Microsoft Surface Pro Tablet Must Overcome 10 Market Challenges

 
 
By Don Reisinger  |  Posted 2013-01-16
 
 
 

Microsoft Surface Pro Tablet Must Overcome 10 Market Challenges


Microsoft’s Surface Pro has reportedly started leaving the manufacturing facility, meaning the device is close to launch. Microsoft so far hasn’t said exactly when it will start selling the tablet, which comes with a 10-inch screen and Windows 8 Pro.

But it has stated that the tablet’s release date will be sometime in “early 2013.” Microsoft has also said that prices of the Surface Pro will start at $899.

At first glance, the Microsoft Surface Pro looks to be a truly novel device. The tablet is bigger than Apple’s iPad, comes with a full version of Windows 8 and has one of the slickest designs in the marketplace. Plus, with a cover that doubles as a keyboard, the device appears to have the kind of innovation that would make it poised for greatness.

However, the Surface Pro, as nice as it might be, is entering a hostile marketplace that gave its predecessor, the Surface RT, an indifferent reception. Apple’s iPad is dominant, Android is gaining ground at a rapid rate and Microsoft has yet to cement its presence in the tablet market. Simply put, the Surface Pro will have to address some issues before it can establish itself as a worthy competitor in the tablet market.

But what are the issues that it will face? Read on to find out:

1. The Surface RT’s legacy

Microsoft’s Surface RT launched last year with hopes of establishing a beachhead for the eventual launch of the Surface Pro. Instead, consumers and enterprise users saw it as a second-rate alternative to the iPad and largely ignored Microsoft’s first tablet model. Microsoft’s Surface Pro must overcome that identity crisis when it launches in the coming weeks.

2. Windows 8 adoption

Windows 8 hasn’t been ramping up to the extent that Microsoft might have hoped. In the enterprise, especially, the operating system hasn’t been adopted by many organizations yet, due to its entirely new design and budgetary concerns. Since the Surface Pro is running Windows 8 Pro, its sales might be hobbled by its operating system.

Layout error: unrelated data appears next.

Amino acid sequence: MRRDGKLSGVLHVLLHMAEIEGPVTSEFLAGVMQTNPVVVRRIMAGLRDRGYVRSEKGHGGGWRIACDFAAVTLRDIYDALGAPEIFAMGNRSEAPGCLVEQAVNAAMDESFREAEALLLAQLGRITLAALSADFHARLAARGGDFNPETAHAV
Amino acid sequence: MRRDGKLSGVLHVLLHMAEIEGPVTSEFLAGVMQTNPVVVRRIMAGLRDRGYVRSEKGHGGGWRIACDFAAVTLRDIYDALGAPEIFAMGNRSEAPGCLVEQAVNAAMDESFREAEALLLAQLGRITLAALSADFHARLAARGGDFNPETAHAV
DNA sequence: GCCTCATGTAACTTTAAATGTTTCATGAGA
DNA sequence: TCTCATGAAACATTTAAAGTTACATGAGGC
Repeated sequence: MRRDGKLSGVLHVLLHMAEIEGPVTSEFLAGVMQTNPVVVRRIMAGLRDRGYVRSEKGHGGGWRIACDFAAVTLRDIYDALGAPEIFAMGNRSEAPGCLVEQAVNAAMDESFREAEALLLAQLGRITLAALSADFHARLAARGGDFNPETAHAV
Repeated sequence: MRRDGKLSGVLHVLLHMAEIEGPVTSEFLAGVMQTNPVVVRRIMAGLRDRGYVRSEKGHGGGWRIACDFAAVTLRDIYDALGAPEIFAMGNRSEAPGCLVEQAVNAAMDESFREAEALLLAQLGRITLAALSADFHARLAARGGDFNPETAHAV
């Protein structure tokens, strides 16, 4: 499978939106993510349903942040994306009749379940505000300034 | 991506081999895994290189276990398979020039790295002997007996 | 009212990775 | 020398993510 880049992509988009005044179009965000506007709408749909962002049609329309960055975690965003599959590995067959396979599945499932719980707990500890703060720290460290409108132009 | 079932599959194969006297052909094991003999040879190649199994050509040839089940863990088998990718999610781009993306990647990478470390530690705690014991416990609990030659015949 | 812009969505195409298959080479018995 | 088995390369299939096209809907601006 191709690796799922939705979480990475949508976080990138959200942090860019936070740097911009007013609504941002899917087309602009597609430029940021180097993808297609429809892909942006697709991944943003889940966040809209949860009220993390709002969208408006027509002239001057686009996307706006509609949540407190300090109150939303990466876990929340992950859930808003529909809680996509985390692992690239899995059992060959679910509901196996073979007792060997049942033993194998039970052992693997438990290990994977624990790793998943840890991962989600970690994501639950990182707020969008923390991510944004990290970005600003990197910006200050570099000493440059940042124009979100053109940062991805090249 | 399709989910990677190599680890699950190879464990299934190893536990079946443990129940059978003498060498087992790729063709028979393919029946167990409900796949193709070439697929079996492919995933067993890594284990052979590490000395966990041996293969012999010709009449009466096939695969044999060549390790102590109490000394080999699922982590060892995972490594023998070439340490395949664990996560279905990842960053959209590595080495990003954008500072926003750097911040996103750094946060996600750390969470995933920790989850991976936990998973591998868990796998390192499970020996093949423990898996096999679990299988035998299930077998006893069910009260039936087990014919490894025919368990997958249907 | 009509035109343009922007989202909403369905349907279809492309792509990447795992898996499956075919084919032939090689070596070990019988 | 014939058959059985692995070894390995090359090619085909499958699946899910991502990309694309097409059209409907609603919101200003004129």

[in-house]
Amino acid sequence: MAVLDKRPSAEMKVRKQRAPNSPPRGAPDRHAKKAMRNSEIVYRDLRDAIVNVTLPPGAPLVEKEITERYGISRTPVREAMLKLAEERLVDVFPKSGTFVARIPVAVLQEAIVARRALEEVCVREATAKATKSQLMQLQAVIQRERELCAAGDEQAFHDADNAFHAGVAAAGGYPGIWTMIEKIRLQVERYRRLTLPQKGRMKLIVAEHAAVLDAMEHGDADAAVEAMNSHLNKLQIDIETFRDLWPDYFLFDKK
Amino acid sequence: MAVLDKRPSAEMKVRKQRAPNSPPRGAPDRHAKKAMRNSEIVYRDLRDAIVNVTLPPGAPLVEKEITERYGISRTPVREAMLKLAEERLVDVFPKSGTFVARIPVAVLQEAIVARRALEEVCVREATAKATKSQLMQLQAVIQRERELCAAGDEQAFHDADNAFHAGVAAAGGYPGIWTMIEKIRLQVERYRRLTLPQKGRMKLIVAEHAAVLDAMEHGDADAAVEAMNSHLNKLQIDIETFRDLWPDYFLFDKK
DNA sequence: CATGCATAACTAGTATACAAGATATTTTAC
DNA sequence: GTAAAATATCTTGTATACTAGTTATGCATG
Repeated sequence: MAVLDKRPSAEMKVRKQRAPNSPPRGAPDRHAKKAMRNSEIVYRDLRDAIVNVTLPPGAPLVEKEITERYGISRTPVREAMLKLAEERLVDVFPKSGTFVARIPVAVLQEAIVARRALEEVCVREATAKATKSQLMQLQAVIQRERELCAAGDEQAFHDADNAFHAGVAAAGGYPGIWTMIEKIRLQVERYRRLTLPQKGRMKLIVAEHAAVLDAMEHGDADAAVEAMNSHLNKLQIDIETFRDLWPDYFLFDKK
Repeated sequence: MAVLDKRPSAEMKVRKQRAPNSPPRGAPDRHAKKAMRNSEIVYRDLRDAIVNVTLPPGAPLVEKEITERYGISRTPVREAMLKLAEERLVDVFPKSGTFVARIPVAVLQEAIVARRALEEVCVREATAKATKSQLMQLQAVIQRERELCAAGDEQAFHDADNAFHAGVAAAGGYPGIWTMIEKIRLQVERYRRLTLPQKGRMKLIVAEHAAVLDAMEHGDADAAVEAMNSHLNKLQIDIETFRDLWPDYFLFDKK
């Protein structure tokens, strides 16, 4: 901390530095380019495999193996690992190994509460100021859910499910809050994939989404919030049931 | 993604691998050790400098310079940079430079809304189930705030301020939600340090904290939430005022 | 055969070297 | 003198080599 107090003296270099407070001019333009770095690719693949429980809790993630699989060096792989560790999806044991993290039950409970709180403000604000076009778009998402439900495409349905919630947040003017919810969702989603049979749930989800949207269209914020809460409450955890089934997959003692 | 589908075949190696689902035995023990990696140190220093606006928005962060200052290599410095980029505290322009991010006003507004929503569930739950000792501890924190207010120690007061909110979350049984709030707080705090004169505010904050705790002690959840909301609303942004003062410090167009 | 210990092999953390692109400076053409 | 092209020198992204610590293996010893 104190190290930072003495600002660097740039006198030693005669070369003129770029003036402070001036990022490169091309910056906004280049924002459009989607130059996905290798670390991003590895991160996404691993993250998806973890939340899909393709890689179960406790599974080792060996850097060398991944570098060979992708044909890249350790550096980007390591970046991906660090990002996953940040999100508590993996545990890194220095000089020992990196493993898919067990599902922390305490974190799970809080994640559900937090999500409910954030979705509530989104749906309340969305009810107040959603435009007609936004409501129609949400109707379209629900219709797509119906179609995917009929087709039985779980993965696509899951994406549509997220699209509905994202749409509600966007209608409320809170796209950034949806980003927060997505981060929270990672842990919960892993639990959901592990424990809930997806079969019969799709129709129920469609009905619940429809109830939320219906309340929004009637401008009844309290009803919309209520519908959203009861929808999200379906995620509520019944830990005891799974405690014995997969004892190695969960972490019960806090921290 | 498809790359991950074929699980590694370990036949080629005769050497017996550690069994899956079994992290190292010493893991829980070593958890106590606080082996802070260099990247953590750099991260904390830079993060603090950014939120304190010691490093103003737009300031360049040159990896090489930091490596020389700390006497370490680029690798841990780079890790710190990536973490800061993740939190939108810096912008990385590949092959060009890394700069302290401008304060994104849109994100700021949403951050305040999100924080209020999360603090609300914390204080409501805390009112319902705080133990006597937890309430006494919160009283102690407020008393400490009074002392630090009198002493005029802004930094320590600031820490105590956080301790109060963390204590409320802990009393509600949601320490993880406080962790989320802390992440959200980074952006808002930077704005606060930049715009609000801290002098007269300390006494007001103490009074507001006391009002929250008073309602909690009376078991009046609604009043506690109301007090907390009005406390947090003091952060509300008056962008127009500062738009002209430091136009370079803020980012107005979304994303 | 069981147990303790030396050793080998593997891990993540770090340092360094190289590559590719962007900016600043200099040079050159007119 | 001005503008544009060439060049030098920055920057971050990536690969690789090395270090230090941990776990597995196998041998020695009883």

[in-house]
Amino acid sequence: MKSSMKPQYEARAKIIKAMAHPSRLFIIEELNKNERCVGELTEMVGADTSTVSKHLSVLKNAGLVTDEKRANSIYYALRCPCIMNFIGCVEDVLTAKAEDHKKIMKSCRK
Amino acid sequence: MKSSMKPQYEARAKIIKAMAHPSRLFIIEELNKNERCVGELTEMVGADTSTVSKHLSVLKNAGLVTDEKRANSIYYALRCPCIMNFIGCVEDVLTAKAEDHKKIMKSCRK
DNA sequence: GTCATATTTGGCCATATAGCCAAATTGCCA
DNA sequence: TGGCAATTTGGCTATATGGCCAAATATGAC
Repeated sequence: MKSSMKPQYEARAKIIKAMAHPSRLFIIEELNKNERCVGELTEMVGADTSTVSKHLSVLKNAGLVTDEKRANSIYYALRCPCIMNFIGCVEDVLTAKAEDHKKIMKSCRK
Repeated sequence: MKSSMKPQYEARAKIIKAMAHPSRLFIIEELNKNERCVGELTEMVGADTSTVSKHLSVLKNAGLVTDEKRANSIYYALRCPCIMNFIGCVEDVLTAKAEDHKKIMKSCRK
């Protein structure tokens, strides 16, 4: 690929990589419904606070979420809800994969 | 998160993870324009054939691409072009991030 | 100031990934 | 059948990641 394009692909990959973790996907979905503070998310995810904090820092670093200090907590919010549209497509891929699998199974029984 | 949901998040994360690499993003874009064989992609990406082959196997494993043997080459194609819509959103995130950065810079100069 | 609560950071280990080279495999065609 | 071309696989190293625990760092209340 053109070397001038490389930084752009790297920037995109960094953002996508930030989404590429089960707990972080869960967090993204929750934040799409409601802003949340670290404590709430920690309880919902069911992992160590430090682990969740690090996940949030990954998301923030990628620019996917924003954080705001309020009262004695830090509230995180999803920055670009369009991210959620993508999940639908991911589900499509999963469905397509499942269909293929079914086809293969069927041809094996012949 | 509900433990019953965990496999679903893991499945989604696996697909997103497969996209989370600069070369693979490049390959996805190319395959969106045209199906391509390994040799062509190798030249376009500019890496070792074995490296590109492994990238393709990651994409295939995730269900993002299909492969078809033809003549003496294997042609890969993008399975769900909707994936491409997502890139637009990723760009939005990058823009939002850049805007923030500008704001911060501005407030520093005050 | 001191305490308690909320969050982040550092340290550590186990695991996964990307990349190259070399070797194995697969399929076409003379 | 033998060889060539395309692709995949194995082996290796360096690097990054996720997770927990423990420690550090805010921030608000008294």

3. Windows 8 competitors

At the Consumer Electronics Show earlier this month, several PC vendors, including Lenovo and HP, showed off Windows 8-based tablets. Those devices will be hitting store shelves soon, which will make it harder for the Surface Pro to gain a leadership position. As the iPad has proven, it’s much better to be the only show in town, rather than one that shares the limelight with several other products running the same operating system.

4. The iPad is an insurmountable presence

Speaking of the iPad, that device has vanquished any and all competitors that have challenged it. Now, it’s Microsoft’s turn to try and slay the beast. Chances are, the Surface Pro won’t be able to achieve that goal, but if Microsoft can find a way to pick up the scraps left by Apple’s tablet, that might not be such a bad thing.

Microsoft Surface Pro Tablet Must Overcome 10 Market Challenges


5. Customer education

The Surface Pro looks exactly like the Surface RT. At first glance, the Surface Pro’s Windows 8 Pro looks like Windows RT. That means customers might become confused over the differences between the products. To address that, Microsoft will need to educate would-be customers on the products’ major differences. The success of that education will determine the Surface Pro’s fate.

6. The value argument

Microsoft could have some trouble making the value argument to customers. The iPad starts at $499 and goes up to $829 for the high-end version. Microsoft’s Surface Pro prices start at $899. Customers seeing those two price points might hesitate to buy Microsoft’s option.

7. App support

Although Windows 8 is adding new applications to its digital marketplace each day, it’s still far behind iOS and Android in the kind of mobile apps favored on tablets. In the tablet space, especially, customers want to have as many applications available to them as possible. Unfortunately for Microsoft, right now, it’s losing that battle.

8. Timing

If the Surface Pro launches in late January or early February, as expected, Microsoft might have some trouble getting customers to come out to stores to buy the device. Historically, the best time to launch a technology product is late in the year to take advantage of the holiday shopping season. To launch a tablet a month or so after consumers have spent all of their cash isn’t the best idea.

9. Addressing Microsoft’s brand problems

Microsoft isn’t exactly the most beloved company in the world. Granted, its brand is viewed more favorably now than it was in the late-1990s. But the company is viewed by some to be a stodgy, aging company that lacks a modern vision with products that are burdened with security weaknesses. That could contribute to tepid Surface Pro sales. It’s something Microsoft must start addressing right now.

10. The “coolness” factor

There’s no debating that the Surface Pro is a nice-looking device with some neat features. However, Microsoft hasn’t done enough yet to make customers believe that it’s truly a “cool” product that can rival the tablet designs of other established players. In the tablet market, the “coolness” factor sells a product. Thus Microsoft’s tablet must have that coolness factor, even if the company is seen as lacking it.

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